"or it might mean I'll brandish the weapon in the hope that will prove sufficiently intimidating...maybe it was a bluff in which the defendant would have fled the bank if it had failed."

I thought the issue was whether it was a threat or not, as opposed to whether the bank robber subjectively intended to shoot the teller. Even if it was a "bluff," a plausible bluff -- as opposed to a threat to shoot someone with a "gun" that is obviously a banana or a toy -- is, by definition, a threat, even if the robber subjectively does not intend to shoot anyone if his bluff is called.

"To leap from I have a gun to I intend to kill you is one of those things the government thinks it gets to presume regardless of whether it should be allowed to presume it."

If you are ever accosted in the street by a person who demands your money and says "I have a gun," I hope for your sake that you do not simply operate on the presumption that, more likely than not, your assailant doesn't really mean it and that any presumption that the person might intend to harm you if you don't comply is unwarranted.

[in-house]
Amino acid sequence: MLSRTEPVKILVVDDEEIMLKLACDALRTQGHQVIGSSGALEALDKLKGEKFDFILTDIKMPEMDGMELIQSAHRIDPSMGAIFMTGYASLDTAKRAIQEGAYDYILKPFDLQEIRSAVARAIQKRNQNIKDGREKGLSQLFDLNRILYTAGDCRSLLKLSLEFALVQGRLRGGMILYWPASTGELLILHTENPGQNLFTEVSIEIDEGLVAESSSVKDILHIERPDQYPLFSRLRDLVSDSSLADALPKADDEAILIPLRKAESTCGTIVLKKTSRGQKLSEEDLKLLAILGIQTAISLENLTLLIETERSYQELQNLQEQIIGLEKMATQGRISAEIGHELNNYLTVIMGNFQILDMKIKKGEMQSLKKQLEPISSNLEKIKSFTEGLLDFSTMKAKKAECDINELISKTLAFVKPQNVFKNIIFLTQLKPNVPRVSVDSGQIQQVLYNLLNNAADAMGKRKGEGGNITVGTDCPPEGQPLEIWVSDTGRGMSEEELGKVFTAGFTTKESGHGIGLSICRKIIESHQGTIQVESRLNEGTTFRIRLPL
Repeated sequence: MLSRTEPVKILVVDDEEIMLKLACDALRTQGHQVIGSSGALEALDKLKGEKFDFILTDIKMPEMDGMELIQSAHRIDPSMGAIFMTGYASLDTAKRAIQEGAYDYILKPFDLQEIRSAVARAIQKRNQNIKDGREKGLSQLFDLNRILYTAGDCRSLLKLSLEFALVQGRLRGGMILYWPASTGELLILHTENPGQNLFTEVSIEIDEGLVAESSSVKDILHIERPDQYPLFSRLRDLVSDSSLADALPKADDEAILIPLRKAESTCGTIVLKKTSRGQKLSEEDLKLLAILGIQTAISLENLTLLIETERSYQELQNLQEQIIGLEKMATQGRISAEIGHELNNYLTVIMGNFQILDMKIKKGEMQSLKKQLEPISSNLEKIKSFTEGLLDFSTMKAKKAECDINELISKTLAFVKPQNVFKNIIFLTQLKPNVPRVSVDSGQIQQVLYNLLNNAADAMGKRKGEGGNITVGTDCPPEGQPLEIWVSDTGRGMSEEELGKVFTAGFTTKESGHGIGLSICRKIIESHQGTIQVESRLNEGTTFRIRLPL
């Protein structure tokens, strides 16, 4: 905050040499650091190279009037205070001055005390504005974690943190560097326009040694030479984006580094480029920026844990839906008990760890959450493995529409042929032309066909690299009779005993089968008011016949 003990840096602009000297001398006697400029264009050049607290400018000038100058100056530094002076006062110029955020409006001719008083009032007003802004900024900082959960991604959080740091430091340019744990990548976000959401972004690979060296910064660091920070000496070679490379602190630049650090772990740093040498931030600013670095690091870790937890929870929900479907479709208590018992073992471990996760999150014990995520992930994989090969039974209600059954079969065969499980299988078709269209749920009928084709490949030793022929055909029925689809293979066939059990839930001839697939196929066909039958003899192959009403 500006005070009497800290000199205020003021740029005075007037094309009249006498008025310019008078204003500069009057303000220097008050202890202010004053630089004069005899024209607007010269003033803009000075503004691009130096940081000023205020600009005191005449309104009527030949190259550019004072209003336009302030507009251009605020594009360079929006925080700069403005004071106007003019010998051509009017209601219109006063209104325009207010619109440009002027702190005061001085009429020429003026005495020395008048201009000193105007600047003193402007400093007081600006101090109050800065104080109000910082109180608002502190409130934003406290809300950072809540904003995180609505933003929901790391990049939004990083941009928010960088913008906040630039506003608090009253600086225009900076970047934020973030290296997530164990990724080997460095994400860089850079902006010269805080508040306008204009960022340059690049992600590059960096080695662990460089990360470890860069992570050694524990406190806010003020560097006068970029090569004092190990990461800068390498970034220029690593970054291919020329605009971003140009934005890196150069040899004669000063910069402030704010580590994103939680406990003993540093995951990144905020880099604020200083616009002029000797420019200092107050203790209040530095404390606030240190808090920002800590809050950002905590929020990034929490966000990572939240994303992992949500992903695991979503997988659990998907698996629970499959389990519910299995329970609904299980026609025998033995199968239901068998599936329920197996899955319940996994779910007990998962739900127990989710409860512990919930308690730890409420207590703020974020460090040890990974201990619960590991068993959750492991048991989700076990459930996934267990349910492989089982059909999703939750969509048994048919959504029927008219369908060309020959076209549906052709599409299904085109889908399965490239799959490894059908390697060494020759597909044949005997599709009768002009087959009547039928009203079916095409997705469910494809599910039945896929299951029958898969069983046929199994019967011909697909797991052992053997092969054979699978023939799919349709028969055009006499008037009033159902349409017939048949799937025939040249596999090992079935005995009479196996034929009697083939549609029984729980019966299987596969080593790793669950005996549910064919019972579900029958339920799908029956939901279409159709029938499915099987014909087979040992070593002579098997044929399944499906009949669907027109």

Posted by: guest | Aug 21, 2012 12:14:02 PM

@guest

"If appellate courts are just going to engage in de novo factfinding ... I'd wonder why we had trial level courts, other perhaps than to give the appellate court a rough draft to work from."

I don't think that's what the appellate court did here. The issue stems from a conclusion drawn from an undisputed fact...the extent of the threat emanating from the defendant's I've-got-a-gun statement.

"I thought the issue was whether it was a threat or not, as opposed to whether the bank robber subjectively intended to shoot the teller."

I thought the issue was whether the facts supported a death-threat guidelines enhancement. I don't dispute for a moment that what the defendant did constituted a threat. Whether it was a death threat in these particular circumstances seems less certain.

Posted by: John K | Aug 21, 2012 2:21:46 PM

"Whether it was a death threat in these particular circumstances seems less certain."

And the District Judge made that call . . . .